What counts toward salesforce CPU limits?

Salesforce imposes CPU limits to ensure that its servers are not overloaded with requests from a single user or organization. The limits vary depending on the Salesforce edition, but they typically allow for up to 60,000 Apex execution units per 24-hour period. This means that an organization can make up to 60,000 calls to Salesforce APIs within a 24-hour period without exceeding its CPU limit.

There are 20 things that count towards your CPU limit, including:

1) Making API calls: 

Any time you make a call to a Salesforce API, it counts as one Apex execution unit. This includes calls made using the SOAP API, REST API, Bulk API, and Streaming API.

2) Running Apex triggers: 

Each time an Apex trigger is executed, it counts as one Apex execution unit.

3) Sending email via Apex: 

Every time you send an email using Apex, it counts as two Apex execution units.

4) Executing Visual force controllers and components: 

Each time a Visual force controller or component is executed, it counts as one Apex execution unit.

5) Making calls to external web services: 

Any time you make a call to an external web service from Apex, it counts as five Apex execution units.

6) Running scheduled jobs: 

Each time a scheduled job is executed, it counts as 20 Apex execution units.

7) Generating PDFs: 

Generating a PDF from a Visual force page counts as 10 Apex execution units.

8) Executing batch jobs: 

Each time a batch job is executed, it counts as one Apex execution unit.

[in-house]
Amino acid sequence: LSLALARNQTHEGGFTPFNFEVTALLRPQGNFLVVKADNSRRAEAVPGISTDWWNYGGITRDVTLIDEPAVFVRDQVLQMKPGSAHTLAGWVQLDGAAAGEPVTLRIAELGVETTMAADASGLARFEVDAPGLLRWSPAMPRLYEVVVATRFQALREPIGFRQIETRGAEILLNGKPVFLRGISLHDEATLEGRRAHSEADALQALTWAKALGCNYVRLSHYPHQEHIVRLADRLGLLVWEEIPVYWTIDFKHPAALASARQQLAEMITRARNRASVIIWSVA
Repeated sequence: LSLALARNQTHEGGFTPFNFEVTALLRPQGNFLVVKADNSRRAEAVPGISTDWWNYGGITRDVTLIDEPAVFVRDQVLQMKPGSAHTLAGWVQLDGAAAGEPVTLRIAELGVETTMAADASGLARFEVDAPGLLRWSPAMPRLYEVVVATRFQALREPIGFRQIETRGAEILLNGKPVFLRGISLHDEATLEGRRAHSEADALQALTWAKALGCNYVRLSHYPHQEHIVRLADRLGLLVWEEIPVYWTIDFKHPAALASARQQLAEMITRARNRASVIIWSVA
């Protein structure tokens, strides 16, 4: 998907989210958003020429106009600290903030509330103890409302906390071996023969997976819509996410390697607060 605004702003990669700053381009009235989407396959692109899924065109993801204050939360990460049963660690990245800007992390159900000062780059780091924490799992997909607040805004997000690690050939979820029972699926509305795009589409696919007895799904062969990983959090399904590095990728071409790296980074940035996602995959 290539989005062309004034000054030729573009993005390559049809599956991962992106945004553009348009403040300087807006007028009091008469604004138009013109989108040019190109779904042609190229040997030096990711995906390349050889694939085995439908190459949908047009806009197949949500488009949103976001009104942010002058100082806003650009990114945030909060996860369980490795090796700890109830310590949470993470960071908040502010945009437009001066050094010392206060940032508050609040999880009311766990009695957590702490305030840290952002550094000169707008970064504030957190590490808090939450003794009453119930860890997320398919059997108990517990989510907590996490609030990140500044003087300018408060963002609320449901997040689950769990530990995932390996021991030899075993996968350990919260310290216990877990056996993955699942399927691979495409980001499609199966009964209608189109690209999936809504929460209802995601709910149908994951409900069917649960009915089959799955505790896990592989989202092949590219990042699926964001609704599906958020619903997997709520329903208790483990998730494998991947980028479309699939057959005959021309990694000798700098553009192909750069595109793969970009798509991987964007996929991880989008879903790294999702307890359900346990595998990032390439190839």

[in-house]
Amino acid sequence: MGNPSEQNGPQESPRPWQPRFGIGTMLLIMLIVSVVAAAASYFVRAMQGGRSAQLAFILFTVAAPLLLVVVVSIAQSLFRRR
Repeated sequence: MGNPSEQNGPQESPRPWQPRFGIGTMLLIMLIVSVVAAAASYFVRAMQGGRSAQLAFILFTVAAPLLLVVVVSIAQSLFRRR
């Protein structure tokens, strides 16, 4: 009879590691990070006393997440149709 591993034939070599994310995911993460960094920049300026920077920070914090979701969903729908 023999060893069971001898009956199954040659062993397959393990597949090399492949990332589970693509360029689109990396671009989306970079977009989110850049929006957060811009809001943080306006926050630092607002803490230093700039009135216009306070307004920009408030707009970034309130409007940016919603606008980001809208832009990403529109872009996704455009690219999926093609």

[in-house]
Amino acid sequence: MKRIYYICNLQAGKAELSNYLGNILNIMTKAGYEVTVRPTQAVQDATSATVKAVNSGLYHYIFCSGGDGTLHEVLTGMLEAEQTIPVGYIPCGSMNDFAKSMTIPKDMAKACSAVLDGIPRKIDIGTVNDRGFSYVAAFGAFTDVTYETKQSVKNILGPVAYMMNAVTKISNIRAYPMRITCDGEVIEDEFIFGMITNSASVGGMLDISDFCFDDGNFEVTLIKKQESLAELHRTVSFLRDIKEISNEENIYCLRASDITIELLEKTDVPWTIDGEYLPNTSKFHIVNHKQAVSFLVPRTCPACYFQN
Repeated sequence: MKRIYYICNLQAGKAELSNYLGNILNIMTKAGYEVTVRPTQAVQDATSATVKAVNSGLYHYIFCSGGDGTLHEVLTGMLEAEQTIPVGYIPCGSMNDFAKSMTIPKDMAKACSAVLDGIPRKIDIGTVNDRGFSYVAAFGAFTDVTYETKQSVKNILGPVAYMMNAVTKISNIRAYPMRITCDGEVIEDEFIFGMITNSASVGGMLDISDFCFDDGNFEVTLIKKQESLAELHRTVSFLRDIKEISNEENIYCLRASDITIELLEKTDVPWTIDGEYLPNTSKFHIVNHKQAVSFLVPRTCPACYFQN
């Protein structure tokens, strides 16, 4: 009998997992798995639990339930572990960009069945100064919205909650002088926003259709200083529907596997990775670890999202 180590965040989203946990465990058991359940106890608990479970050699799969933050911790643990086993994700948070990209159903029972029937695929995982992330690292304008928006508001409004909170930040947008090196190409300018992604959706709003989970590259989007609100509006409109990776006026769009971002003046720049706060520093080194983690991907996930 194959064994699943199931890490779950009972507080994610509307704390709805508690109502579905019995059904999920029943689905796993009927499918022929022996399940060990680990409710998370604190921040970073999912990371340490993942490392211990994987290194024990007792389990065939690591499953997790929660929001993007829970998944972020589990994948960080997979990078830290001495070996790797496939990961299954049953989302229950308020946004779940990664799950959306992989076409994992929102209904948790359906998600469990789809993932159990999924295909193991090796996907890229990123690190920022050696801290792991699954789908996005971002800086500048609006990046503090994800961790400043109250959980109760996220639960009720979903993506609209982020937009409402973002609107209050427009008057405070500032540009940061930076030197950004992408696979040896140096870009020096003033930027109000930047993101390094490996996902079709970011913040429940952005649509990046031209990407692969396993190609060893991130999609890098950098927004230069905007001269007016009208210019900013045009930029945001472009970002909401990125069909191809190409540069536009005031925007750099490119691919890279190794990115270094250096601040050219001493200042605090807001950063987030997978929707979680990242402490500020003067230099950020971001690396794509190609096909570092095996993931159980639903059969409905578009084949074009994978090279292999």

9) Using Salesforce1 offline: 

When using Salesforce1 offline, each operation (such as creating, updating, or deleting a record) counts as two Apex execution units.

10) Refreshing Sandbox copies: 

Refreshing a sandbox copy counts as 200 Apex execution units.

11) Running tests: 

Each time a test is run, it counts as one Apex execution unit.

12) Making calls to the chatter API: 

Making calls to the Chatter API from Apex counts as two Apex execution units.

13) Making calls to the metadata API: 

Making calls to the Metadata API from Apex counts as two Apex execution units.

14) Making calls to the workflow API: 

Making calls to the Workflow API from Apex counts as one Apex execution unit.

15) Querying data: 

Each time you query data using SOQL or SOSL, it counts as one Apex execution unit.

16) DML operations: 

Each time you insert, update, merge, delete, or undelete a record, it counts as one Apex execution unit.

17) Retrieving records: 

When you retrieve records using SOQL or SOSL, it counts as two Apex execution units.

18) Creating records: 

When you create records using the UI, Apex, or a Web service, it counts as two Apex execution units.

19) Updating records: 

When you update records using the UI, Apex, or a Web service, it counts as two Apex execution units.

20) Deleting records: 

When you delete records using the UI, Apex, or a Web service, it counts as two Apex execution units.

Conclusion:

As you can see, there are a lot of things that count towards your CPU limit. It’s important to be aware of these so that you don’t exceed your limit and cause your organization to be throttled. If you’re not sure what is causing your limit to be exceeded, you can contact Salesforce support for help.

As you can see, there are a lot of things that count towards your CPU limit. It’s important to be aware of these so that you don’t exceed your limit and cause your Salesforce org to become unavailable.

If you need help keeping track of your CPU usage, consider using the Salesforce DX Developer Hub app. This app will help you monitor your org’s CPU usage and provides recommendations on how to stay within your limits.

As you can see, there are many things that count towards your Salesforce CPU limit. It’s important to be aware of these things so that you don’t exceed your limit and cause your organization’s Salesforce instance to become unresponsive. If you’re not sure what’s causing your CPU limit to be exceeded, you can contact Salesforce support for help.

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